Robert Frost Family Academic Night focuses on parent support

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The Family Academic Night at Robert Frost Elementary on Thursday offered parents insight into what and how their kids are learning in the classroom — and how they can help them at home.

Parents learned about the open number line, a math concept that helps their kids with addition. They heard how reading lessons focus on decoding words. They listened to social-emotional learning strategies counselor Alisha Porter covers in her guidance lessons. They played the same math games their kids do in class that help them understand there are multiple ways to find an answer to a problem.

With the district's recent changes to the elementary math, language arts and reading curriculum, Robert Frost staff wanted to shift their approach to this year's family academic night.

"We felt that families were disconnected from what we were trying to do in school," said Liz Reichley, Robert Frost’s instructional coach who organized Thursday’s event.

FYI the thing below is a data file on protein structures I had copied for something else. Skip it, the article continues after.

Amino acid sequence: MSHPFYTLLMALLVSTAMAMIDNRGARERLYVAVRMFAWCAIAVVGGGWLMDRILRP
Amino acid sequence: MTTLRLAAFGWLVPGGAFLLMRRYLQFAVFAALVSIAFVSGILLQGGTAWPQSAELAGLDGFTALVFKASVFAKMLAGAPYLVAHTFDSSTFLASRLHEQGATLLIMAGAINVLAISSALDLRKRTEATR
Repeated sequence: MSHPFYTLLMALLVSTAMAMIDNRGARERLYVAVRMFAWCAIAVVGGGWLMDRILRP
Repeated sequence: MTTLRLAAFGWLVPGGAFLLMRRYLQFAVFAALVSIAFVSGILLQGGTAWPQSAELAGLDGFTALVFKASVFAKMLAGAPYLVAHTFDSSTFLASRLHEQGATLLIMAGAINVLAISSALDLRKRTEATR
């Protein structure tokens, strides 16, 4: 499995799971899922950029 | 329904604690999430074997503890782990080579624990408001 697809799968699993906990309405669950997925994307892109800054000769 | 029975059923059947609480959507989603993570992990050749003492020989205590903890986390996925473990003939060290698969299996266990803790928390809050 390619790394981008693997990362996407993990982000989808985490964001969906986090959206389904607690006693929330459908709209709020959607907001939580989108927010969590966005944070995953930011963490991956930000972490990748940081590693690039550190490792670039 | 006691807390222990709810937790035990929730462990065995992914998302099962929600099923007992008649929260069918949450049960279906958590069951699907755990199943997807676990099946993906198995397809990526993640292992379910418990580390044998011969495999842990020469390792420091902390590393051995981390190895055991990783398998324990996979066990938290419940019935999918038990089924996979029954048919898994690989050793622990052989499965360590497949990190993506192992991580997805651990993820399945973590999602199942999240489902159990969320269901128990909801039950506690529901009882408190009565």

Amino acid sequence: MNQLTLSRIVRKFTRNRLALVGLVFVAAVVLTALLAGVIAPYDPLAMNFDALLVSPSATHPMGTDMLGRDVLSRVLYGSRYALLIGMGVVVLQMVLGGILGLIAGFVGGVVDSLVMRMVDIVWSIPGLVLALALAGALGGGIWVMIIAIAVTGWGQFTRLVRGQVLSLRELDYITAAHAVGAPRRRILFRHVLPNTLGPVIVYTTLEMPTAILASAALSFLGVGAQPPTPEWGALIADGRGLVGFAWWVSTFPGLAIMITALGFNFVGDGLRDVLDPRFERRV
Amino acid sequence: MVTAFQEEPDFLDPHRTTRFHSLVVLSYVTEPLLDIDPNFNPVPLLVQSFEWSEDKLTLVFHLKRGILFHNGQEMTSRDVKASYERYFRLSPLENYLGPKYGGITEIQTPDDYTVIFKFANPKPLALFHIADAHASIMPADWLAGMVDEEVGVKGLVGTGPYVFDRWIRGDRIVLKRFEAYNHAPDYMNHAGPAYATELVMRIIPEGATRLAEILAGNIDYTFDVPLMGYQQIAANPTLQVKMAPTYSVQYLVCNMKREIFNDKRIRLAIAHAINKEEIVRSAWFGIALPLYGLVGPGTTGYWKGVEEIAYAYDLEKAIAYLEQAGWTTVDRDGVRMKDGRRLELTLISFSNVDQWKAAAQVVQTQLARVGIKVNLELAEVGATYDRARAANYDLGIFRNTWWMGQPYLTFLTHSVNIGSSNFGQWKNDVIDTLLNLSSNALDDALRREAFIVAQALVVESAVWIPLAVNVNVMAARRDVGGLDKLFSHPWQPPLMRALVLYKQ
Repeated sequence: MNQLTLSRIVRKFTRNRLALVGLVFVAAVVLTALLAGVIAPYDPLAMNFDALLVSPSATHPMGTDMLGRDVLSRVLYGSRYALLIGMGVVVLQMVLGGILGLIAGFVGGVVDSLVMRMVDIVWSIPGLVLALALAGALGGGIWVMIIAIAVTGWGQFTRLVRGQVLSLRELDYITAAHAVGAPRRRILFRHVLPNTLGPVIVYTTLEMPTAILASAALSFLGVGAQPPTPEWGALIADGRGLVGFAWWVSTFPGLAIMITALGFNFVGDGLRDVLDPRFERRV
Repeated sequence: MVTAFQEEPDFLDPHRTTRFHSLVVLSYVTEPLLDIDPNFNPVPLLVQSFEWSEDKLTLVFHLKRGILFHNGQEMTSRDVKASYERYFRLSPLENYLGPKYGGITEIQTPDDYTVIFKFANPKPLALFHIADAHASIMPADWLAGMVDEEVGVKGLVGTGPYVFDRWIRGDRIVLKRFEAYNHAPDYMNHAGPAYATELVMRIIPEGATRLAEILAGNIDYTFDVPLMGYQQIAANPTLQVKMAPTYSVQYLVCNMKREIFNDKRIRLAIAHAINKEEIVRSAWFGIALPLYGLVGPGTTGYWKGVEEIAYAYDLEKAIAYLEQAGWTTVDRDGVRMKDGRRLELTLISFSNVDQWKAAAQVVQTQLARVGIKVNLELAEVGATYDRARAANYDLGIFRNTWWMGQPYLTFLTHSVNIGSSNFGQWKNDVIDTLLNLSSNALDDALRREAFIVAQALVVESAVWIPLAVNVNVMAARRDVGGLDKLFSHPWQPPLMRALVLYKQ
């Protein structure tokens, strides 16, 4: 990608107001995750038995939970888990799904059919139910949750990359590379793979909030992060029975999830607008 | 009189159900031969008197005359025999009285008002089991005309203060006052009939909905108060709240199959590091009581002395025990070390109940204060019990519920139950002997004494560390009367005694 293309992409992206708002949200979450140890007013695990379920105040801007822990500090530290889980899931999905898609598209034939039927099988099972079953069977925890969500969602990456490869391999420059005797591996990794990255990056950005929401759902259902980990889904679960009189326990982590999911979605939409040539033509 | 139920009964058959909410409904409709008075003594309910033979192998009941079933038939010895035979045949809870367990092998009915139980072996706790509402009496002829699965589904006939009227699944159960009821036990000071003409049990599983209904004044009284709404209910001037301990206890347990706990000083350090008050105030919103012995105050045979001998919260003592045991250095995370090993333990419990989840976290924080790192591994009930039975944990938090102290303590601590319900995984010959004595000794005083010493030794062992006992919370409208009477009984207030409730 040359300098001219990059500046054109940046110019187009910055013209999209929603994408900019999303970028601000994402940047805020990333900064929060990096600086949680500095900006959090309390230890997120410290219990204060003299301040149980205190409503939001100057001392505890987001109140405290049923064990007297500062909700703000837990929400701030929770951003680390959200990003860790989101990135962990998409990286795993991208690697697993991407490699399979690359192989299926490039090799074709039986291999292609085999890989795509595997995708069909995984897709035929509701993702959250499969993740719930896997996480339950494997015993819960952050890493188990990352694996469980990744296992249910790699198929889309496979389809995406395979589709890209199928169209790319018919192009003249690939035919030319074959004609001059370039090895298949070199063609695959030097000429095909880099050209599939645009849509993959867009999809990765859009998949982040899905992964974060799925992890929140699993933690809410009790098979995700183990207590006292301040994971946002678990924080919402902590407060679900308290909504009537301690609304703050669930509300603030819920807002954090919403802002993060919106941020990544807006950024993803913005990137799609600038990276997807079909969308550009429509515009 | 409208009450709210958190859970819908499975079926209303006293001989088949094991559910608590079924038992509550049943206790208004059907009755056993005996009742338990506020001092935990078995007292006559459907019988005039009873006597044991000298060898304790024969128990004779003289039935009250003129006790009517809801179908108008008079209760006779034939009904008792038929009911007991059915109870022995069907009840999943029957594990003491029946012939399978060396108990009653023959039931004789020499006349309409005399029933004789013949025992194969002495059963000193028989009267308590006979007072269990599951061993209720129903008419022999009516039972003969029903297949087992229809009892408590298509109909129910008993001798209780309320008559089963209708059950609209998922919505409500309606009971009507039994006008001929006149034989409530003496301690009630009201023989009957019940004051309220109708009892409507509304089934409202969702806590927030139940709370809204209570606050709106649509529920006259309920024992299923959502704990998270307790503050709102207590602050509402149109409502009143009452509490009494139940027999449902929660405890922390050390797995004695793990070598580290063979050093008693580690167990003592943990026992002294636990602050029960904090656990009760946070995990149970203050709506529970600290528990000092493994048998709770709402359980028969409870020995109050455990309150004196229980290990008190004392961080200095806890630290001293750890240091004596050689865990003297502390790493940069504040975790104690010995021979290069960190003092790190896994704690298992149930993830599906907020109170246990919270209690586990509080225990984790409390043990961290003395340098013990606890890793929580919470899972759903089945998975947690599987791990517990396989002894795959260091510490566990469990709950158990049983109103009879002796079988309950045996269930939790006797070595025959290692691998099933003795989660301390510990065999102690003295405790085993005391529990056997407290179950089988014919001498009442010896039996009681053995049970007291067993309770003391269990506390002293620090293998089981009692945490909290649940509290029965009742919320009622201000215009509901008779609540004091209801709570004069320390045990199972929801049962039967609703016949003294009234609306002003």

"We want to make sure we’re partners with them. But if they don’t have the information, then we can’t be partnered as well."

District curriculum specialists, Dr. Tonya Salisbury and Heather Griffith, led presentations, providing background into the new instructional materials, why they were chosen and how parents can support their kids.

Salisbury highlighted the Geodes books, which help readers in grades K-2 practice their phonics skills as well as the Wit and Wisdom curriculum for grades 3-5 that help students become stronger readers and writers and effective communicators.

Griffith gave an overview of Bridges curriculum, which focuses on problem solving and skill building.

"We’ve gotten questions about math for years because that was such a big shift," Reichley said. "We want to help them understand how to use these strategies that we build on year after year that allow kids to build a strong number sense as opposed to memorizing an algorithm."

Julie Brown was among the more than 30 parents who attended the event. She wanted to know how she could better support her son, fifth-grader Kenny Wedekind, and his teachers.

"I was impressed to learn how much research and science goes into how they teach, what they teach and the foundations they are putting in place to help him continue to grow and learn all the way through high school," she said.

"They were very clear on what we can do at home… and what we can augment at home to help the process and be part of the learning."